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  • Writer's pictureIn The Media


THE FUTURE IS RAINBOW: Photo feature in advance of exhibition

Thursday 18th August 2022, The Guardian

Continuing her collaboration with Dougie Wallace, one of the world’s leading social documentary photographers, Lida Hujić has been putting words in ‘white label’ fashion to his on-going project ‘Soho Unlocked’.

‘Soho Unlocked’ charts the re-emergence of life in the pubs, clubs, theatres and streets of one of London’s most diverse and culturally rich areas, following the lifting of COVID-19 restrictions in the summer of 2021. Initially focused on capturing moments still led by covid-protocols in and around venues, it soon shifted towards documenting Soho’s thriving LGBTQI+ community: defiant, diverse, friendly, colourful and cross-generational, somewhat reminiscent of Soho in the 1990s when new subcultures emerged that went on to have global mainstream influence. Within a year, Wallace collected an impressive body of work, so much so that he was invited as the inaugural artist at the newly launched Motel gallery space in east London, dedicated to all things photography. The opening night would be on the 25th August. The event is in collaboration with Crane Kalman Brighton photography gallery, Spectrum and 123 London.

In advance of the show, there’s been some press buzz. Singled out here is the photo essay in The Guardian, with the headline: ‘the future is rainbow’. This is direct ‘copy and paste’ from the press release written by Lida (but, as mentioned above, under white label). So are the captions in the article, for that matter, as a lot of journalism nowadays relies on copying and pasting press releases.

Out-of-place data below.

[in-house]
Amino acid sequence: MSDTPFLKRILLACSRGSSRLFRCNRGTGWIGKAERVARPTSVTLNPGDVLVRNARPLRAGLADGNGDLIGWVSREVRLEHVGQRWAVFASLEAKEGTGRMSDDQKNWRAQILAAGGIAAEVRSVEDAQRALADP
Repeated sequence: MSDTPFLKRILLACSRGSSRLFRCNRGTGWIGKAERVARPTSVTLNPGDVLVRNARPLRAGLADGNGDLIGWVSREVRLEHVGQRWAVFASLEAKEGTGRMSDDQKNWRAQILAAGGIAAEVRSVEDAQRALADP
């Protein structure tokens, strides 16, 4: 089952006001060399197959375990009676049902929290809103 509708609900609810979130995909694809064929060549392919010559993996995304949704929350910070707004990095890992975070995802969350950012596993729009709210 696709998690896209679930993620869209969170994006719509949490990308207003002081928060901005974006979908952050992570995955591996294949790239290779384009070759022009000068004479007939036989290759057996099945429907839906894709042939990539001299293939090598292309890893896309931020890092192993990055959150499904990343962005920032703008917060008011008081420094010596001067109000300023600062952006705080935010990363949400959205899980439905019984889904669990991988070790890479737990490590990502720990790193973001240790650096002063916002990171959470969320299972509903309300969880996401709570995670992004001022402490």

The point of this post, however, is not to seek any credit or lament the state of media, but rather to point out how accurate all the predictions were in The 2.5% book. Based on a robust model (‘the first to know innovation diffusion’) for anticipating paradigm shifts in consumption – rather than being about trend forecasting – this book has anticipated the rise of awareness and activism when it comes to LGBTQI+ cause, through insider connections.

Readers, if you do a search through the ebook, you can find the ‘rainbow revolution’ chapter – focusing on the subcultures that have put this issue to the fore, part of the Alpha types in this small but mighty minority of the 2.5% population. This is accompanied with another section in the book, dedicated to another type within the 2.5%, called ‘taste makers’, specifically ‘mob with a cause’.

Of course, LGBTQI+ communities have always been part and parcel of society – but what has happened in this ‘cool cycle’ (another term from The 2.5% book), is that the mainstream has picked up and started to recognise the importance of how one identifies in terms gender.

Neon Gatherings (taste maker/’mob with a cause’) were a radical group, among the early proponents of use of pronouns, in 2016 – when society didn’t talk about it yet. It would take a few years for ‘diffusion platforms’ to start using pronouns officially in their communications – such as the private members’ club The Wing in 2019. By comparison, Linked In only introduced pronouns as part of their 2021 revamp. The same could be said for MRS, the Market Research Society – where TFTK operates – as the first pronouns in email signatures started to appear in November 2021 – at first, linked to linked in profile.

That’s what the first to know innovation diffusion is about – ahead of time and accurate!


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